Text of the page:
FIG. 11 is a graphic representation of the calculated response of the lossy transmission line data bus system having circuit elements as shown in FIG. 10 in comparison with a corresponding but lossless system, and in comparison with the ideal pulse shape;
FIG. 12 is an illustration of the backplane component placement on the motherboard of the fast backplane used in test bed equipment;
FIG. 13 is a component side view of a section of the motherboard of the fast backplane system of FIG. 1;
FIG. 14 is a component side view of a daughter-board of the fast backplane system of FIG. 1;
FIG. 15a is a top view of the daughterboard/connector interface of the fast backplane system of FIG. 1 and
FIG. 15b is a side view of FIG. 15a;
FIG. 16 is a circuit schematic of a Thevenin equivalent GaAs termination used in operation of the fast backplane system of FIG. 1;
FIG. 17 is an illustration of 4-tap bus signals at 1.9 GHz operating frequency;
FIG. 18 is an illustration of 5-tap bus signals at 1.9 GHz maximum operating frequency of the system of FIG. 1;
FIG. 19 is an illustration of 6-tap bus signals at 1.3 GHz maximum operating frequency of the system of FIG. 1.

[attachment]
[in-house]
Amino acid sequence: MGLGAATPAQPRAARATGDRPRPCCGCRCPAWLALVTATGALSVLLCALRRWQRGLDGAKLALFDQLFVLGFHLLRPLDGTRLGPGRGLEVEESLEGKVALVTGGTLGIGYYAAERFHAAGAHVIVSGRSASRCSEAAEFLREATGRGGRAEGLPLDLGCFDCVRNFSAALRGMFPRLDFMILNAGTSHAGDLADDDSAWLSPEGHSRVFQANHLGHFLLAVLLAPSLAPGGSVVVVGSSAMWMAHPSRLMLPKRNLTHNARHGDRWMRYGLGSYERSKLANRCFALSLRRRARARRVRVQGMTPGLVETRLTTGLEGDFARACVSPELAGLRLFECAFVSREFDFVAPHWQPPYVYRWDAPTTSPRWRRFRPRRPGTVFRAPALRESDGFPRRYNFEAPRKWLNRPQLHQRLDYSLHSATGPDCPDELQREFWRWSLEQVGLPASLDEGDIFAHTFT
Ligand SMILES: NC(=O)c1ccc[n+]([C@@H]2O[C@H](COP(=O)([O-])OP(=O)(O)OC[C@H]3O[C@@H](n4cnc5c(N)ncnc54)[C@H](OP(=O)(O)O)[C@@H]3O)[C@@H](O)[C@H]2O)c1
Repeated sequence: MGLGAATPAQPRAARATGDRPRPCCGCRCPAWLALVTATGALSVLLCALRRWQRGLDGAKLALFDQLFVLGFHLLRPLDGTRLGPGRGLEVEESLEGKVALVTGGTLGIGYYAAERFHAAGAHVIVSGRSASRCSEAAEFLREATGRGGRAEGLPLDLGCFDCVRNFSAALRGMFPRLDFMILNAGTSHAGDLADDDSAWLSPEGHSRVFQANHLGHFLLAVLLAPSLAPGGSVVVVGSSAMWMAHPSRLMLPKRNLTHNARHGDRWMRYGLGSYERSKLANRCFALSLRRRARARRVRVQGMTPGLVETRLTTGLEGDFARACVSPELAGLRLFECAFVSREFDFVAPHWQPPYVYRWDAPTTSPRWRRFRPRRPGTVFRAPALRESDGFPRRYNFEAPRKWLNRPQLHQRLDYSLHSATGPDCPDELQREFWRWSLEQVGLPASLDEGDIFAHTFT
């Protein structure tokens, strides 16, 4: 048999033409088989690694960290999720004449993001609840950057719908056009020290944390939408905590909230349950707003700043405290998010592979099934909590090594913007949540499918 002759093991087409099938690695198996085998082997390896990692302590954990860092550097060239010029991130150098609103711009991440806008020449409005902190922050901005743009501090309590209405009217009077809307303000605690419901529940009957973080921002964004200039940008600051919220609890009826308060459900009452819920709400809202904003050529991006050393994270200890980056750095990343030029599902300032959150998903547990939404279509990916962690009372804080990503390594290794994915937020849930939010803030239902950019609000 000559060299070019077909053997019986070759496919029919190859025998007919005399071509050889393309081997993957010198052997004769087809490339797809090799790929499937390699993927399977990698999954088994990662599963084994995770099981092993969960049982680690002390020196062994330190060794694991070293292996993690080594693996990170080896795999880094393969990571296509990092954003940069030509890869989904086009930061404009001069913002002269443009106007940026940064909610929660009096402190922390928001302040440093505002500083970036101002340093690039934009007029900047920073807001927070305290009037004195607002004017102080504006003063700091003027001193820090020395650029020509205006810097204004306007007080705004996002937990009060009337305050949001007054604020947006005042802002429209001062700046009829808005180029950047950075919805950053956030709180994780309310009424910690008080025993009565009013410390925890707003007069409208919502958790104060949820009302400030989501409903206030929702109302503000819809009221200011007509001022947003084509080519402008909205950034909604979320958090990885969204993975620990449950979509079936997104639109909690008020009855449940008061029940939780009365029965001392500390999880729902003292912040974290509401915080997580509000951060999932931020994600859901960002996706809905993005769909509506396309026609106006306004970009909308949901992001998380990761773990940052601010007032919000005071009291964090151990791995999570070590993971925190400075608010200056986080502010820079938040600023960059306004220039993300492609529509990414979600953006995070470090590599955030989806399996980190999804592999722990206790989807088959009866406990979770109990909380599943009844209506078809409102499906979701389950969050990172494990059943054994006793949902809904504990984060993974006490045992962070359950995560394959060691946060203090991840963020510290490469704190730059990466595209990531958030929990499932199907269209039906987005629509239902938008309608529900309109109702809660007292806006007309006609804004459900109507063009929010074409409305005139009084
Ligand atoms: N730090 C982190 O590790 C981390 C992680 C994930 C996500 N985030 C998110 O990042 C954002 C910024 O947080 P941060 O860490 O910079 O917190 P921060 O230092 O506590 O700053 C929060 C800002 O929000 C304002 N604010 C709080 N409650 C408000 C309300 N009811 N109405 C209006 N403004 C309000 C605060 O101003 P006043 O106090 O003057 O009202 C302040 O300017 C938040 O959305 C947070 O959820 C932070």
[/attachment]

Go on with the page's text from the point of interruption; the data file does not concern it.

FIG. 20 is an illustration of 7-tap bus signals at 1.3 GHz maximum operating frequency of the system of FIG. 1;
FIG. 21 is an illustration of 14-tap bus signals at 1.17GHz maximum operating frequency of the system of FIG. 1;
FIG. 22 is an illustration of measured magnitude response of the 14-tap bus of the system of FIG. 1;
FIG. 23 is a TDR measurement of a one foot length of the external coax used for the external transmission line segments of the data bus of FIG. 1;
FIG. 24 is an alternative embodiment of in-and-out package lead insert like that of FIG. 6;
FIG. 25 is a block diagram of an end-tap single-bit bus like that of FIG. 5, which employs tristate line drivers;
FIG. 26 is a schematic illustration of an enhancement-depletion mode gallium arsenide tristate output circuit for use in the integrated circuit chip of the tristate line driver system of FIG. 25;
FIG. 27 is an integrated circuit schematic for a depletion mode gallium arsenide tristate output circuit for use with the integrated circuit chip of the tristate line driver system of FIG. 25;
FIGS. 28(a) and 28(b) are illustrations of the magnitude response of a 5-tap bus model of the system of FIG. 1;
FIGS. 29(a) and 29(b) are illustrations of the magnitude response of a 7-tap bus model of the system of FIG. 1;
FIGS. 30(a) and 30(b) are illustrations of the magnitude response of a 14-tap bus model of the system of FIG. 1; and
FIG. 31 is a graphical representation of 4-tap bus signals for a data pattern at a 1.1 GHz clock signal of the system of FIG. 1.